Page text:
Weekly Feature

2017-03-30 / Business

Ahead of summer, Americans say gas prices are too high

A new AAA survey reveals that nearly a quarter of consumers believe the price at the pump is already too high. AAA projects the national average for a gallon of gasoline to increase 40 cents this summer, peaking near $2.70. To offset the increase in gas prices (about a 70 cent increase from last year at this time), more than 70 percent of consumers say they would make everyday lifestyle or driving habit changes. The top five changes drivers would make include:

• Combining errands or trips.

• Driving less.

• Reducing shopping or dining out.

• Delaying major purchases.

• Carpooling.

However, not everyone will jump to make a change. The survey found that Americans age 18 to 34 are more tolerant of higher prices and less likely to change habits compared to consumers 35 and older.

“Higher gas prices are already influencing the travel industry,” said Carol DiOrio, AAA Western and Central New York vice president of travel. “The good news is people are still planning to hit the road. With nearly 80 percent of family travelers planning a road trip this year, higher gas prices are making shorter trips to national parks and theme parks the most desired travel destinations.”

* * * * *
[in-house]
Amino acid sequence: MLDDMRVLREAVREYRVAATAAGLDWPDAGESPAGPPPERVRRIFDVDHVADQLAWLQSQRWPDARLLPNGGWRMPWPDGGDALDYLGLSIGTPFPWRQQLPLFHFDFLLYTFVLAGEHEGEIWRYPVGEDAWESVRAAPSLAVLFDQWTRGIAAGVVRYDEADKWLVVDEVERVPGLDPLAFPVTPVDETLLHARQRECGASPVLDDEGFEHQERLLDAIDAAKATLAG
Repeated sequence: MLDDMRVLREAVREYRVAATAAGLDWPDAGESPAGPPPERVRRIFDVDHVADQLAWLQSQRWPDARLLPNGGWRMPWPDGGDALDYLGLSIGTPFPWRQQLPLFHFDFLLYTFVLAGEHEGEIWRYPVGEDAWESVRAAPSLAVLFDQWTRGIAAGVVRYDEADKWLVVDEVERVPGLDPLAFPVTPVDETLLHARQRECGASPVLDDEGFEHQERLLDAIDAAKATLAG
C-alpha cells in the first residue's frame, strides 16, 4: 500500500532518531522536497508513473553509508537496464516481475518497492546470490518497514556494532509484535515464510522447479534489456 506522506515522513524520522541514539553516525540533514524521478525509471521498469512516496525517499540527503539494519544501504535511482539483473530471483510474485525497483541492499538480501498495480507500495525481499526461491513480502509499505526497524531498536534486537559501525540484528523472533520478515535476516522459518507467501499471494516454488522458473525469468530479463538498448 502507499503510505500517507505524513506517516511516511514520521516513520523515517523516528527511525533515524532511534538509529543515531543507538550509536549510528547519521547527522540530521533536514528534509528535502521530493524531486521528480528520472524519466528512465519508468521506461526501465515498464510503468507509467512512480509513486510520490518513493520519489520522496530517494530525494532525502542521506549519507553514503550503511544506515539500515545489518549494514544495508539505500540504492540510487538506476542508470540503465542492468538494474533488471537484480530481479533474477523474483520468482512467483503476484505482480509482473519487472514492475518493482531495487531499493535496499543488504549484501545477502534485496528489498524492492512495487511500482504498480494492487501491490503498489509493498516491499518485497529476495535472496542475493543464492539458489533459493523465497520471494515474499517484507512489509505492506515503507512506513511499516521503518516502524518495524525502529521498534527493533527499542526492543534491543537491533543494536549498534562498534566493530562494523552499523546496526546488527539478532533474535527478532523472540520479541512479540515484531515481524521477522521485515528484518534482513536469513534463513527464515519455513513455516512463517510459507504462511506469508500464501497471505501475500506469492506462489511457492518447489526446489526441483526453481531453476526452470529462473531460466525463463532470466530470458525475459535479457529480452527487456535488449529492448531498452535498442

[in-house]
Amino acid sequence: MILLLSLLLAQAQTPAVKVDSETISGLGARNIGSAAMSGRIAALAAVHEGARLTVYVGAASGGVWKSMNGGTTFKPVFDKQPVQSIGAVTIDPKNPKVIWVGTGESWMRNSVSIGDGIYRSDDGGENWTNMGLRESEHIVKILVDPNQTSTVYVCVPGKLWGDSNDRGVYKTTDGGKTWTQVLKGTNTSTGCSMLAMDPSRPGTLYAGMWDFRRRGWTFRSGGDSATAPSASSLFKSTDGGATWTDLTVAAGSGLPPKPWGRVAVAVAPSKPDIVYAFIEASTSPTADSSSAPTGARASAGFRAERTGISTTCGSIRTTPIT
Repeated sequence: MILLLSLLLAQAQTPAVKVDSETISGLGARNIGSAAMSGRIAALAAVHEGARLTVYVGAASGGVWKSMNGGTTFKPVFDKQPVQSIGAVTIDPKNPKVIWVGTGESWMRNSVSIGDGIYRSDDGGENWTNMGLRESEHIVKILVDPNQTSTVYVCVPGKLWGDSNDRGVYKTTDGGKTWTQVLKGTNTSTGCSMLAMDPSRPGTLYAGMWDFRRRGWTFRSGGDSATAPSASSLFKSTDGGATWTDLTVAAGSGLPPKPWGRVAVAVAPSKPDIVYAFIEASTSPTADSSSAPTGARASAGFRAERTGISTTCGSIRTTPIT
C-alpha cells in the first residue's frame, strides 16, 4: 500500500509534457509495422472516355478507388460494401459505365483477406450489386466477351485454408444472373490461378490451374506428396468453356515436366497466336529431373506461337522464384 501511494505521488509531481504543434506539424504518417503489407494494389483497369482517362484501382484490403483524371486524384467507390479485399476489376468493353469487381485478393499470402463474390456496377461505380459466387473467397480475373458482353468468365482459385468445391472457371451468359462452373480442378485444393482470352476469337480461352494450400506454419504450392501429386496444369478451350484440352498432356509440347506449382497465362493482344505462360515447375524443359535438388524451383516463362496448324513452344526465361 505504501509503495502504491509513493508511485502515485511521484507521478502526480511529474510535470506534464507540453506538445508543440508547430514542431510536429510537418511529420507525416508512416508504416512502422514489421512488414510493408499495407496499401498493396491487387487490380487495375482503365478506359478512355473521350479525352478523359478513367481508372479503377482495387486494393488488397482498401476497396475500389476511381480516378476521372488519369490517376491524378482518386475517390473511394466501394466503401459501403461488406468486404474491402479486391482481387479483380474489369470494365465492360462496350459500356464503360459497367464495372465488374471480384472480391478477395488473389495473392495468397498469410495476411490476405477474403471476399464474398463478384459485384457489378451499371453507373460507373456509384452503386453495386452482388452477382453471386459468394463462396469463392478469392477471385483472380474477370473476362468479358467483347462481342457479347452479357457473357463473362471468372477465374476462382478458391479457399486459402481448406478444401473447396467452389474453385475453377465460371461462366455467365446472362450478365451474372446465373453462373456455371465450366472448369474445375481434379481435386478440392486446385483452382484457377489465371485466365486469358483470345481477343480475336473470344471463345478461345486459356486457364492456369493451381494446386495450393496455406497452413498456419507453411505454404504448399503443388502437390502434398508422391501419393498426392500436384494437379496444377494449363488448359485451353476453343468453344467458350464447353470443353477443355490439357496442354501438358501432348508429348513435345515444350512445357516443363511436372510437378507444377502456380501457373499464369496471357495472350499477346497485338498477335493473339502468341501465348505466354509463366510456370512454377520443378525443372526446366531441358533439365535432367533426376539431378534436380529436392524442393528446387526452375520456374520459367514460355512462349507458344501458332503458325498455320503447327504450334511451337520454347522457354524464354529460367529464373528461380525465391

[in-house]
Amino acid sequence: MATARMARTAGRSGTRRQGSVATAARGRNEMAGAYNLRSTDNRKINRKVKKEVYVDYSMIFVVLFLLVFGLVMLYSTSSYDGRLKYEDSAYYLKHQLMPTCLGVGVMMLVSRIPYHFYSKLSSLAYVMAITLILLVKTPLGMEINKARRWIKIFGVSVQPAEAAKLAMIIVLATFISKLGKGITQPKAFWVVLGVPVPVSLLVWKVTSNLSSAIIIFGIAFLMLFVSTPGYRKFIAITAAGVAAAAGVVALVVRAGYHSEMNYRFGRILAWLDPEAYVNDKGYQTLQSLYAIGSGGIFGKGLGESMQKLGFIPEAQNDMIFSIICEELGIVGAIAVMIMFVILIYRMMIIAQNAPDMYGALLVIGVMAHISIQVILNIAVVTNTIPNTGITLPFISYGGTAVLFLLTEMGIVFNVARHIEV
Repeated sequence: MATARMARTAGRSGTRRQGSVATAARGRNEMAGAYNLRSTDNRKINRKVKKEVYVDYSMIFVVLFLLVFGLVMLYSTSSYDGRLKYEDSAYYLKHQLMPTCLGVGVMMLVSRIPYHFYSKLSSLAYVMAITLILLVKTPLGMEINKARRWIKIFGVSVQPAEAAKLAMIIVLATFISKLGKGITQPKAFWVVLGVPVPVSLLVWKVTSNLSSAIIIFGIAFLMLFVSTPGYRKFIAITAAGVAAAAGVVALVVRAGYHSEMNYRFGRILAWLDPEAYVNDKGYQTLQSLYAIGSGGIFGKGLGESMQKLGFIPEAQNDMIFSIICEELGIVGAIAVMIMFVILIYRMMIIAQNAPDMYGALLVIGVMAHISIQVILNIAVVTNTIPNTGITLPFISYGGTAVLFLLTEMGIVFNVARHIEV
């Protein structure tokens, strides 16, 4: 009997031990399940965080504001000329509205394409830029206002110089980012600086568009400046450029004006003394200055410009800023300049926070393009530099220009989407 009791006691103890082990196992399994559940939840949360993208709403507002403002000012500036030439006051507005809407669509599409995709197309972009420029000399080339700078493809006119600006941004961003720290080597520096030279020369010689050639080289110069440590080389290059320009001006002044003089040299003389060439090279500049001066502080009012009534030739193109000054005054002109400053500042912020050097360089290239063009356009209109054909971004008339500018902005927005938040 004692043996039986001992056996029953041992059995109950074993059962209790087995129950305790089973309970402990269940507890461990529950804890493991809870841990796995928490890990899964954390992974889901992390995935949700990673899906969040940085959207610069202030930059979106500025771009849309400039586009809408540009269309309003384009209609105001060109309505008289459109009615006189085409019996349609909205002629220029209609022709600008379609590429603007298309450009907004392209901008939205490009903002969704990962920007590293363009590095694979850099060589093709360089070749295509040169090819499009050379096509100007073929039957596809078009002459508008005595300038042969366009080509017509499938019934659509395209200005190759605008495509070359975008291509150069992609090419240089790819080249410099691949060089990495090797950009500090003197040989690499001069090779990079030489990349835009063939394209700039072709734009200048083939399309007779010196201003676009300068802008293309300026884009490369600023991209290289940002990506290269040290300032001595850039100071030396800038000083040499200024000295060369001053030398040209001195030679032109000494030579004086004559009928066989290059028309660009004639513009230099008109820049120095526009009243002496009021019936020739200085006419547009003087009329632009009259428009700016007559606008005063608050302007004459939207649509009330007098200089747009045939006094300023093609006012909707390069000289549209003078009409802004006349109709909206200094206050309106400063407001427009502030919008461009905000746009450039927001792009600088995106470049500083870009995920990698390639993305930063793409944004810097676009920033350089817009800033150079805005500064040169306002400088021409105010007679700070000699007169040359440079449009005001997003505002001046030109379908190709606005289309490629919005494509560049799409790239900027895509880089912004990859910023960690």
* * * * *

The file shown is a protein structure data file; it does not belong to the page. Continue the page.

During April, Americans across the country will start to see gas prices begin to climb as the industry wraps up spring maintenance and completes the switchover to summer-blend gasoline. Over the years, public opinion for whether a gallon of gasoline is too high or too low has fluctuated as much as the price itself.

When gas prices are above the $3.00 benchmark, as they were in 2013 and 2014, Americans believe prices should be six percent lower. When gas prices are below the $3.00 benchmark, however, as they were in 2015 and 2016, Americans believe a 25 percent increase is too high.

This report presents the findings of a telephone survey conducted among two national probability samples which, when combined, consists of 1,017 adults including 510 men and 507 women. Interviewing for this survey was completed on February 2 through 5. Approximately 517 interviews were from the landline sample and 500 interviews from the cell phone sample.

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